In 2000, the Supreme Court ruled by a vote of 5-4 that the Boy Scouts of America could legally exclude gay members and leaders. Last year, when the organization reaffirmed its court-approved legal right to restrict its membership to preclude gay members, there was a great deal of publicity — none of which was very good. There hundreds of mentions of Eagle Scouts who were surrendering their hard-earned and coveted award— the highest in the scouting organization. The fact that its own membership appeared to be revolting on it made the news, but there was no word that the organization was making any great strides to reconsider or even change its stance.
Today, the organization announced that it would reconsider its stance on gay participation at is upcoming meeting to possibly permit a position where local councils, troops and packs could make their own decisions about the admission of gay leaders and members. Why the sudden change? I would love to believe that the fact that so many of the men that worked so hard through their teenage years to earn the coveted award of Eagle Scout and returned their awards with letters that clearly stated their belief that the Boy Scouts’ position was unacceptable to them were the catalyst for that change of position. Sadly, however, in every news account reporting the story is mention of the fact that corporations are pulling their financial support of the organization because of its non-gay stance. United Parcel Service, Intel and Merck were repeatedly mentioned as pulling their financial support. I am sure that there are others who are not mentioned but have taken the same position. Once again, it has become apparent that it is not the actions of the people, but rather the actions of the corporations that control. This is truly sad. If the corporations did not pull their donations and there was no financial detriment for their continuation of the policy, would the opinion of the public and the actions of former scouts have had any effect on their decision? I think not.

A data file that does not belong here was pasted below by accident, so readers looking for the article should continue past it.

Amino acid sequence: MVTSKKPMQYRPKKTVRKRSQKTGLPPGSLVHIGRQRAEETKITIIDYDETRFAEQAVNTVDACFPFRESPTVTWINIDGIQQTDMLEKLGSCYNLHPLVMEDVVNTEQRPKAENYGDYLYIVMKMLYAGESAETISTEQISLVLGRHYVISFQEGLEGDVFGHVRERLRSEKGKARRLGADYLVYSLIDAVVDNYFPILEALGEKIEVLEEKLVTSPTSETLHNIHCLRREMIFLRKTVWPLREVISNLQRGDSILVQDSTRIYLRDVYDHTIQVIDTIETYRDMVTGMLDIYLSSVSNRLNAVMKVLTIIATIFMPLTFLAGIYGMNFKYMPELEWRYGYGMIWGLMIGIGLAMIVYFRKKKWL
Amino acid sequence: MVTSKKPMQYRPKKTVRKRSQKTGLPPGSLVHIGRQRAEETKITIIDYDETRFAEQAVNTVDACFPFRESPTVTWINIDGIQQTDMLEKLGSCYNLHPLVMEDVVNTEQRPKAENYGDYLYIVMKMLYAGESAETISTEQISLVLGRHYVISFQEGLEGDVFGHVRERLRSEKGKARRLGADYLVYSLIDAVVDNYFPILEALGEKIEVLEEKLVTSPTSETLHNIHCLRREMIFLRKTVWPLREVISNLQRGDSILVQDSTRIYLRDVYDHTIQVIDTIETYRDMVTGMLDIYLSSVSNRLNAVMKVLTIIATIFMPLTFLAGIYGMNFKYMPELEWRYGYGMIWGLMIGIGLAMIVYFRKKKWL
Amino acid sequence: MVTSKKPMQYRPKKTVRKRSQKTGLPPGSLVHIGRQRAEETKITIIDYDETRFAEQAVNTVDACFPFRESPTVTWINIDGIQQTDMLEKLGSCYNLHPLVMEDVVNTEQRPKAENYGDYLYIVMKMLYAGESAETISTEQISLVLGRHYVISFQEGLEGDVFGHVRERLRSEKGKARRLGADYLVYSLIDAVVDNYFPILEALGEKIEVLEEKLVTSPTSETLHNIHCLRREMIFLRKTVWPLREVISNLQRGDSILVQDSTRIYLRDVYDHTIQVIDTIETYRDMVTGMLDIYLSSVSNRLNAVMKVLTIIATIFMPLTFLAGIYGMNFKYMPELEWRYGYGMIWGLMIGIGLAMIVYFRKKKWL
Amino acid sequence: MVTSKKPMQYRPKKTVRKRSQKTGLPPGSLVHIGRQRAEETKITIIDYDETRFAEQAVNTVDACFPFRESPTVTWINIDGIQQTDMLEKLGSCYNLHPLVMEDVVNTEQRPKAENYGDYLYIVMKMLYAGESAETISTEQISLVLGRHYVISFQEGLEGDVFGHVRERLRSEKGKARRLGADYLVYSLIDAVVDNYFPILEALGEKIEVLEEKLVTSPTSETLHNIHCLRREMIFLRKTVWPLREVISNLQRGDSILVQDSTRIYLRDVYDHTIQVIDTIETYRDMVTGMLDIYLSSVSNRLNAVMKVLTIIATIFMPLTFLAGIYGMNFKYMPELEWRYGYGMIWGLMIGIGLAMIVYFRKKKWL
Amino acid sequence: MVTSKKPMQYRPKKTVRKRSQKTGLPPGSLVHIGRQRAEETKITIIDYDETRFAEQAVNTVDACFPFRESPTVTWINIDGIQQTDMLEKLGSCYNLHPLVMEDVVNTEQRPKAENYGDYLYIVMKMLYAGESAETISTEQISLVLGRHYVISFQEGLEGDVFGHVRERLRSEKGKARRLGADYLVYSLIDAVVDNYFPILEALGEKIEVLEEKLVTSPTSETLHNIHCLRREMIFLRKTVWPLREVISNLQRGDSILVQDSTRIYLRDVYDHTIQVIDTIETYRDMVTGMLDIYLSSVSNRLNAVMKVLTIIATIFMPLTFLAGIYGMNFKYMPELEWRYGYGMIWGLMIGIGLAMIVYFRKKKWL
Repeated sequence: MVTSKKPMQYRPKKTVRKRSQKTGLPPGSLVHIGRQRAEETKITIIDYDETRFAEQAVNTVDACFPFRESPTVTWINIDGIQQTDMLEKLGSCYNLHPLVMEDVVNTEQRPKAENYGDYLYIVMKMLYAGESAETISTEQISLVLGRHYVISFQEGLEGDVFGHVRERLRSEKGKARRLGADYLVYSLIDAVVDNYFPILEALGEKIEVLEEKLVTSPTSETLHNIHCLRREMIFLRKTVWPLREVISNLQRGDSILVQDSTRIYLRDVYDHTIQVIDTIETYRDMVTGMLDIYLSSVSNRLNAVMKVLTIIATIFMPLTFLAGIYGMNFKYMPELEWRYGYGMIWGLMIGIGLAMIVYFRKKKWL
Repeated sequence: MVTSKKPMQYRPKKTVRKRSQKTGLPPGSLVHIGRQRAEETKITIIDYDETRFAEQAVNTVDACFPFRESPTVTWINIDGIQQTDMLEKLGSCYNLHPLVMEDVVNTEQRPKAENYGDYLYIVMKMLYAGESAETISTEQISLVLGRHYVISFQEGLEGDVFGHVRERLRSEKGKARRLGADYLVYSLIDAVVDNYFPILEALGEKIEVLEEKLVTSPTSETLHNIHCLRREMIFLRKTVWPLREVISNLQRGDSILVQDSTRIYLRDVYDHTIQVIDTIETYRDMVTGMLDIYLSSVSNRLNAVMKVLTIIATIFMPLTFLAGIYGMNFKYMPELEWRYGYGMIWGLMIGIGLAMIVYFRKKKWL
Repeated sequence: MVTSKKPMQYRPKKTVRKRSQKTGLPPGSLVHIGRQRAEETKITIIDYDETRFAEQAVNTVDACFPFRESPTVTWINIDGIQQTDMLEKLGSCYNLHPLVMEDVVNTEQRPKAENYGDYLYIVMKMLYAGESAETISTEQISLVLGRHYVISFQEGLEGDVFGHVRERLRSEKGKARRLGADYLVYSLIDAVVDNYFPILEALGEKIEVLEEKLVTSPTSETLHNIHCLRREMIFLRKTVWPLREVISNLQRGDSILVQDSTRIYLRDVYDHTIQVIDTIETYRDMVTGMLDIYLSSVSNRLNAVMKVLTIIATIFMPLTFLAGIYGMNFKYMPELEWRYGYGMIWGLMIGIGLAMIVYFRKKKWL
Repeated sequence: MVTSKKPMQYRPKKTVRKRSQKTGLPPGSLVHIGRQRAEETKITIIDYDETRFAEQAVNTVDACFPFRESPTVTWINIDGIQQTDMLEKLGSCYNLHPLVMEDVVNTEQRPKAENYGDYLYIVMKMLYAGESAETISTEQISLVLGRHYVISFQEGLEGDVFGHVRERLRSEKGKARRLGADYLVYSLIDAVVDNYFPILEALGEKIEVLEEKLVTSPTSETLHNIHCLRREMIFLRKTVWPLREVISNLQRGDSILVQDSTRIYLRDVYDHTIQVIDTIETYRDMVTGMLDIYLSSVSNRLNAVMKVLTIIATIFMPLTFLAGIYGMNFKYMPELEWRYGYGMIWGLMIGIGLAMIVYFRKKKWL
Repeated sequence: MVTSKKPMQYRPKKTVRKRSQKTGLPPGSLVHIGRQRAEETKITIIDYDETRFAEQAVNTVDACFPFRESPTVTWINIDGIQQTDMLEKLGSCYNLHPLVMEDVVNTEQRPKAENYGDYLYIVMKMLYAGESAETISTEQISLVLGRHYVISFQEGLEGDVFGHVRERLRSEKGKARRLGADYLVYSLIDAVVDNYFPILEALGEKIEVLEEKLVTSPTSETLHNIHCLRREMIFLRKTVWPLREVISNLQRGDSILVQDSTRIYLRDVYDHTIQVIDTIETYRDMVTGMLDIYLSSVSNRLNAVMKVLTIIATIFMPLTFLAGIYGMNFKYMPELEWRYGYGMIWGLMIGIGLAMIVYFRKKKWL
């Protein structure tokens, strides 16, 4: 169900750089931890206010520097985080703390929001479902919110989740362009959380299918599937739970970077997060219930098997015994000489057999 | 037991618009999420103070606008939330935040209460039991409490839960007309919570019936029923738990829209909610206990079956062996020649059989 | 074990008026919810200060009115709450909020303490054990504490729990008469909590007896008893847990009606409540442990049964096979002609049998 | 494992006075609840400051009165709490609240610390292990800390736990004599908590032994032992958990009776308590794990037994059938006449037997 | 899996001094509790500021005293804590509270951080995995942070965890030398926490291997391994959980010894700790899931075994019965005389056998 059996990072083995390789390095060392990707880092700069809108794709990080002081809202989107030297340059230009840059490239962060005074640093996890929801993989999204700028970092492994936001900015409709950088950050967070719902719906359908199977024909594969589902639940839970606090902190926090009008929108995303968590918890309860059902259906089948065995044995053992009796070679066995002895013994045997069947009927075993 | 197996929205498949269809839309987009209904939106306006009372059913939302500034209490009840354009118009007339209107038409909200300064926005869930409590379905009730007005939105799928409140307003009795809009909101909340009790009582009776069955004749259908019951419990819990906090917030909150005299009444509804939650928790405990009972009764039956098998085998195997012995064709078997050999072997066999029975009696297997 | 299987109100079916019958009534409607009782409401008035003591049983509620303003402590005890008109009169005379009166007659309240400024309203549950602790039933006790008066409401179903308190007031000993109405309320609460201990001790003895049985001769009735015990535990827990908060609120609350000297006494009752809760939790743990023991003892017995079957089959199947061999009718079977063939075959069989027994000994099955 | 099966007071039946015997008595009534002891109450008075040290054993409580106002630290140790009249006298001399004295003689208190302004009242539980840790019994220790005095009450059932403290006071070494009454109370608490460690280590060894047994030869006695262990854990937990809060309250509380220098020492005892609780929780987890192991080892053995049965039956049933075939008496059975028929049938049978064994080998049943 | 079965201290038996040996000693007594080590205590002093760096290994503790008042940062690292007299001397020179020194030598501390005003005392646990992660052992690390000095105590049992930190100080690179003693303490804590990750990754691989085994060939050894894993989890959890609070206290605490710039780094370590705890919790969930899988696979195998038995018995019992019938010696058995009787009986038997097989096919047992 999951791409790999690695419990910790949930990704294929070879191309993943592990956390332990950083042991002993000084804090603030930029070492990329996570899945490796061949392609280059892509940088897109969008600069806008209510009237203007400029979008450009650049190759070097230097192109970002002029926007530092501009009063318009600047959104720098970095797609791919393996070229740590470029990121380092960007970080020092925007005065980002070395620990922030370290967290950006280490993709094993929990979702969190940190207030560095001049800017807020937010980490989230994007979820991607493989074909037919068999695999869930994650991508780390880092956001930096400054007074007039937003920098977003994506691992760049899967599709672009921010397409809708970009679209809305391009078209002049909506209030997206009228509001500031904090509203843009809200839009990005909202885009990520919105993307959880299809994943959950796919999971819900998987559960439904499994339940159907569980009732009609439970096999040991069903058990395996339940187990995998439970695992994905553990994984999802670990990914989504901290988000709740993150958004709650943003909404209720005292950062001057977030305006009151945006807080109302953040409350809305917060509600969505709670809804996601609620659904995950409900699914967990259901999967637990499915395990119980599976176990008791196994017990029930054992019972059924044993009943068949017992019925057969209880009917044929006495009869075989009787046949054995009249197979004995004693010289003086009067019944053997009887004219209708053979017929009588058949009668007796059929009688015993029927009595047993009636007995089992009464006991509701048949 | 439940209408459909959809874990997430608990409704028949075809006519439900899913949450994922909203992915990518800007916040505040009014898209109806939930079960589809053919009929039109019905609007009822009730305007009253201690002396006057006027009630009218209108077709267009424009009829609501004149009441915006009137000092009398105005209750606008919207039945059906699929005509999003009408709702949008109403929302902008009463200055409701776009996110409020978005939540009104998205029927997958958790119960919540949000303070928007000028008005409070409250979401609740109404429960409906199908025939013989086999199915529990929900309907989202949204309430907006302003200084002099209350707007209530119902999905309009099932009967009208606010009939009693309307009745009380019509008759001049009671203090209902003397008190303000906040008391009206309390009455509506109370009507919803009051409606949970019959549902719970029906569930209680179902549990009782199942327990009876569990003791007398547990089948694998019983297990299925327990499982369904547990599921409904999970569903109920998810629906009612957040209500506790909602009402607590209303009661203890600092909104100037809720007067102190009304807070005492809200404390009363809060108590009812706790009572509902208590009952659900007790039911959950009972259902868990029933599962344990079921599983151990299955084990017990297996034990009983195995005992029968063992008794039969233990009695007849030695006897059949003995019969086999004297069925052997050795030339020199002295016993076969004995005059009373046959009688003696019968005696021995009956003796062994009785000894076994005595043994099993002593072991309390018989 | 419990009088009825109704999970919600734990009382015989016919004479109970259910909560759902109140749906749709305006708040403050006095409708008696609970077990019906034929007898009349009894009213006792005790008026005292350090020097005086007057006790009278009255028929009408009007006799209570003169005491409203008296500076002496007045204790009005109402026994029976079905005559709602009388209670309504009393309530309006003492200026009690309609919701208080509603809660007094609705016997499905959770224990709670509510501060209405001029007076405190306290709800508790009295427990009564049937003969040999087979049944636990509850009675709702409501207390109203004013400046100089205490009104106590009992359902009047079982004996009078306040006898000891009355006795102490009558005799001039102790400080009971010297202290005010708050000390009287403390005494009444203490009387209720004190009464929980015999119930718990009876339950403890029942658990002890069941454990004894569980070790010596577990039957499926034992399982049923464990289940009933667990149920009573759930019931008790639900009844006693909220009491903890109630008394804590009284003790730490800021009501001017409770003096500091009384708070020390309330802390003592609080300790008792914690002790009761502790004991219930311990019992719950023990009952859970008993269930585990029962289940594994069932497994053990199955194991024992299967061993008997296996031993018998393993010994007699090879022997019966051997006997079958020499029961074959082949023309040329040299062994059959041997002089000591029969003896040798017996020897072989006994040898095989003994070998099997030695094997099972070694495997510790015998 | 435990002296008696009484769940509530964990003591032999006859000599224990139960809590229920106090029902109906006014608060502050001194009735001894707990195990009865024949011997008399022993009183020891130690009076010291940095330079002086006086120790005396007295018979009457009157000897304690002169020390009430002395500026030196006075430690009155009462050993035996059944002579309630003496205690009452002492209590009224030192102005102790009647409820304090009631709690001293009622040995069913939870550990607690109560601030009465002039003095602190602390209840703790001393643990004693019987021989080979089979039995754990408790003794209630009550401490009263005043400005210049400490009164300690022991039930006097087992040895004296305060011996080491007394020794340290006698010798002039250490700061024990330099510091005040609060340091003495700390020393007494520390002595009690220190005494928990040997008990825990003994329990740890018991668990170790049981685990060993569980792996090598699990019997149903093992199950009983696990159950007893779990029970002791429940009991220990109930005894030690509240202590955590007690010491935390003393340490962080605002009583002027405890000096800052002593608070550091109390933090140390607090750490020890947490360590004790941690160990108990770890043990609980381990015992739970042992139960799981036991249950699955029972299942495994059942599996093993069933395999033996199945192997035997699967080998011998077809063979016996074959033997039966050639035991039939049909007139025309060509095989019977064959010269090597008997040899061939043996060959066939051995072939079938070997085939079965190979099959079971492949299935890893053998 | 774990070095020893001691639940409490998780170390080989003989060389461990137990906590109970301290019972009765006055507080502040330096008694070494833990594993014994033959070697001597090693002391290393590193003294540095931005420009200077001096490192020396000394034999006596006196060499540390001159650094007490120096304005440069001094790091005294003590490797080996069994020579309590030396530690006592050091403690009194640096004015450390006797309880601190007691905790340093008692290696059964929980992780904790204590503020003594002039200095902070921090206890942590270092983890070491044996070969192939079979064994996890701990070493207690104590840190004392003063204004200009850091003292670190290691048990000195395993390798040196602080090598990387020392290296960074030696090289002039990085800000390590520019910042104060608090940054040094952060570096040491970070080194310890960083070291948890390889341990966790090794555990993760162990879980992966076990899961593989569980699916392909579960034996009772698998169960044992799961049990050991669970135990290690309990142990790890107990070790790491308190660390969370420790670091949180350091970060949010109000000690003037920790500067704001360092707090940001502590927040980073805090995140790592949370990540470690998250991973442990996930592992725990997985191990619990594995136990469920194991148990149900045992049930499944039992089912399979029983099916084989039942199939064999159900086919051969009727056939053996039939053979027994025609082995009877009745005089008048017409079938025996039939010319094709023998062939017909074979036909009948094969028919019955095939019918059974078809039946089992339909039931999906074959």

My three sons are all involved in scouts. They have learned a lot while participating and made some wonderful friends. When we lived in New Jersey I was involved in the leadership and our pack and later, our troop, was chartered by a local church. At one point, the minister of that church admitted that he was openly homosexual. Did that make any difference in the generosity of the organization who let us use their facility, their resources and whose congregation warmly supported our boys’ activities? No. If we had mentioned this information would the charter potentially have been pulled and our troop literally thrown out on the street? I don’t know. I would like to think not, but then again…. we had no financial pull so I don’t know if scouts would have changed things just for us — even though it was all about the boys.
No matter which side of the fence you land in the discussion of the admission or banning of gays from the organization, you have to admit that it is pretty sad that financial pursestrings can change and sway that position just because those pursestrings think it should be changed. Folks, it should be about the kids, about the people — the thousands and thousands of people who selflessly give of themselves to propel the organization forward and support the boys involved– not the corporate sponsorship. Yet another sad example that the country is a country of the corporation, by the corporation and for the corporation.
- Boy Scouts reconsiders policy against gay membership (news.blogs.cnn.com)
- Boy Scouts reconsidering policy against gay membership (cnn.com)
- Exclusive: Boy Scouts close to ending ban on gay members, leaders (usnews.nbcnews.com)
- Boy Scouts of America to “discuss” dropping gay ban (queerlandia.com)